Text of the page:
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Graphene used to make a hydrogen molecule "parking garage"

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NIST, graphene, hydrogenAs automakers ramp up their plans to put greener vehicles on the road, hydrogen storage has become a pivotal issue. Whereas it's been suggested that graphene could play an important role in retaining hydrogen for use in fuel cells and other technologies, a team of researchers at the National Institute of Standards and Technology (NIST) and the University of Pennsylvania in Philadelphia say they've found a way to configure graphene that enables it to hold 100 times more hydrogen molecules than a single layer of the carbon-based substance.


The trick is stacking oxidized graphene sheets atop one another "like the decks of a multilevel parking lot, connected by molecules that both link the layers to one another and maintain space between them," the researchers reported Thursday at the March meeting of the American Physical Society (APS) in Portland, Ore. They call the resulting configuration a "graphene-oxide framework."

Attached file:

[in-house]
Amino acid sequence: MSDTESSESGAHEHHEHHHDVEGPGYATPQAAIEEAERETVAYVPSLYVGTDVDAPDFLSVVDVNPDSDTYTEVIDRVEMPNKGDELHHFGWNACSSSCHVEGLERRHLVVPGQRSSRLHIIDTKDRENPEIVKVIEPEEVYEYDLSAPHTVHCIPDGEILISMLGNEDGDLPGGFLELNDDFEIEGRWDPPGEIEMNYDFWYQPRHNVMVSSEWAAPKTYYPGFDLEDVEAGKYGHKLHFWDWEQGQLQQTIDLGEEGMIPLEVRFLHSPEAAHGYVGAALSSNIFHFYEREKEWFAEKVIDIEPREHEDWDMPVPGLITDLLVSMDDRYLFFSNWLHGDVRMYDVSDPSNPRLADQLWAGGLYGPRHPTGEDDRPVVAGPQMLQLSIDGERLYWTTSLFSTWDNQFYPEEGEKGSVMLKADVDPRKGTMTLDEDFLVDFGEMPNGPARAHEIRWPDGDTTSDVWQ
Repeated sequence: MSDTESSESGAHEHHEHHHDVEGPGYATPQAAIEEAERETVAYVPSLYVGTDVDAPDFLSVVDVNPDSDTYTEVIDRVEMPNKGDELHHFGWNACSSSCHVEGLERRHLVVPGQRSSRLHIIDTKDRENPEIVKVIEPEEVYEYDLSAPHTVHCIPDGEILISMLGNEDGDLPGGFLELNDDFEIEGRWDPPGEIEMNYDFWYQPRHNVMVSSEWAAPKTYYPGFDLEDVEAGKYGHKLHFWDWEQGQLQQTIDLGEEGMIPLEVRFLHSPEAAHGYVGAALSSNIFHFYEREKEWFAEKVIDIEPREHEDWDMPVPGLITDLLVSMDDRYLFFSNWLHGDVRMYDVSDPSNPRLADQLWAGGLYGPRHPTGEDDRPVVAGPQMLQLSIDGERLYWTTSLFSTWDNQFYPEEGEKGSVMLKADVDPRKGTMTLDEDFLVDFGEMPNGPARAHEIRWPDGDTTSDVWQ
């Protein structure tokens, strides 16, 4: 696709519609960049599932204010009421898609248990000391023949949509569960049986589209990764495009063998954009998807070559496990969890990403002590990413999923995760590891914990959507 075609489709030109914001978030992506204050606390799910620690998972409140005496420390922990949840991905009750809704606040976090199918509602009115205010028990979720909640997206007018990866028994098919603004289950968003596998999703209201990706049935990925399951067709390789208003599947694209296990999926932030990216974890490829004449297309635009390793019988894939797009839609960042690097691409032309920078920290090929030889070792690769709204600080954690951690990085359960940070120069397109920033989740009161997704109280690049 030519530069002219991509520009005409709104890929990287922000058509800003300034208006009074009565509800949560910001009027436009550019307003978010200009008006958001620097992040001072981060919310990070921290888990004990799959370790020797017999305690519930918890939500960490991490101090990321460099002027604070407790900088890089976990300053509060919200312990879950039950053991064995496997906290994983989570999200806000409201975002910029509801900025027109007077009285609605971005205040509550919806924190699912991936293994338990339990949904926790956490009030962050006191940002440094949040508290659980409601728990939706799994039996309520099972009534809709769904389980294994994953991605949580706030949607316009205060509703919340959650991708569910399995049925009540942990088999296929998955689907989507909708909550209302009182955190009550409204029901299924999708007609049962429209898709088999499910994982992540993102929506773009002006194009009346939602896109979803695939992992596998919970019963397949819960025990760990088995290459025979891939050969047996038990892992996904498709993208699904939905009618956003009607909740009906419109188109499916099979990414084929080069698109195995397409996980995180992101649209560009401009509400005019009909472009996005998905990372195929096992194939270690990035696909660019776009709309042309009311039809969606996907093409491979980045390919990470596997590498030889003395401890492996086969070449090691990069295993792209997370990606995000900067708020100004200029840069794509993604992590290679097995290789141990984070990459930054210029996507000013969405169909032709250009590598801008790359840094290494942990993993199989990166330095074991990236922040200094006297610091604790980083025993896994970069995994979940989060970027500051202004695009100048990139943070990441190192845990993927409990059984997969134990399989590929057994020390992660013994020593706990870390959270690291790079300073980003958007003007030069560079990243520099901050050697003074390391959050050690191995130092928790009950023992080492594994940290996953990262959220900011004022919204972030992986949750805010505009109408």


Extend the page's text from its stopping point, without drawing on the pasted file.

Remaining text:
The researchers claim that such a framework might be used not only to store hydrogen but to release it when it is needed, a fundamental requirement in fuel cell applications.


Research into graphene's hydrogen storage capabilities is gaining momentum. Kayvan Rafiee, a Rensselaer Polytechnic Institute Ph.D. candidate in mechanical engineering, won a $30,000 Lemelson–M.I.T. Student Prize earlier this month for his work developing a way to line a hydrogen vehicle's fuel tank with a one-atom-thick layer of graphene.


The challenges to making an automobile run on hydrogen are primarily those of hydrogen production, storage, distribution and energy conversion. From a technology perspective, storage is the most difficult of the four, Rafiee says. As a gas, hydrogen is a very low density material and difficult to store. "We need a cheap, porous material to store and release hydrogen at low pressure and at room temperature, and it needs to be a reversible process, for when the tank needs to be refilled," he says, adding that he and his colleagues are working on a business plan that will help them commercialize their work.


Image ©NIST

The views expressed are those of the author and are not necessarily those of Scientific American.

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